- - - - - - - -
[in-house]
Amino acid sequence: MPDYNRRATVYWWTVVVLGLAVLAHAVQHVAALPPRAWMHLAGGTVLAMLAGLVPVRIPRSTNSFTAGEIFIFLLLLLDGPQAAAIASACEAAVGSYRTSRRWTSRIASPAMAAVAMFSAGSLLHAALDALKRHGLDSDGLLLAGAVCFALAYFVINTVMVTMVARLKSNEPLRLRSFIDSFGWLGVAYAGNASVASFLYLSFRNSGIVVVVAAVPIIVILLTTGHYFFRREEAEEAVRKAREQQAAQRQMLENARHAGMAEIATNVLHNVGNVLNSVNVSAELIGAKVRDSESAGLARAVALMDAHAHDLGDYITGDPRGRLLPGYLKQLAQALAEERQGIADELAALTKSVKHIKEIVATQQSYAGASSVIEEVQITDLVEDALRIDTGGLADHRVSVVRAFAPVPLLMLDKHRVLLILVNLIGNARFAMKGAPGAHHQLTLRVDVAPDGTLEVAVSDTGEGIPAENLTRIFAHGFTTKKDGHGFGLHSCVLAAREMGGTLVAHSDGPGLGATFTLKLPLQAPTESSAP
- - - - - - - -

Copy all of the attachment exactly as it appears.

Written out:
[in-house]
Amino acid sequence: MPDYNRRATVYWWTVVVLGLAVLAHAVQHVAALPPRAWMHLAGGTVLAMLAGLVPVRIPRSTNSFTAGEIFIFLLLLLDGPQAAAIASACEAAVGSYRTSRRWTSRIASPAMAAVAMFSAGSLLHAALDALKRHGLDSDGLLLAGAVCFALAYFVINTVMVTMVARLKSNEPLRLRSFIDSFGWLGVAYAGNASVASFLYLSFRNSGIVVVVAAVPIIVILLTTGHYFFRREEAEEAVRKAREQQAAQRQMLENARHAGMAEIATNVLHNVGNVLNSVNVSAELIGAKVRDSESAGLARAVALMDAHAHDLGDYITGDPRGRLLPGYLKQLAQALAEERQGIADELAALTKSVKHIKEIVATQQSYAGASSVIEEVQITDLVEDALRIDTGGLADHRVSVVRAFAPVPLLMLDKHRVLLILVNLIGNARFAMKGAPGAHHQLTLRVDVAPDGTLEVAVSDTGEGIPAENLTRIFAHGFTTKKDGHGFGLHSCVLAAREMGGTLVAHSDGPGLGATFTLKLPLQAPTESSAP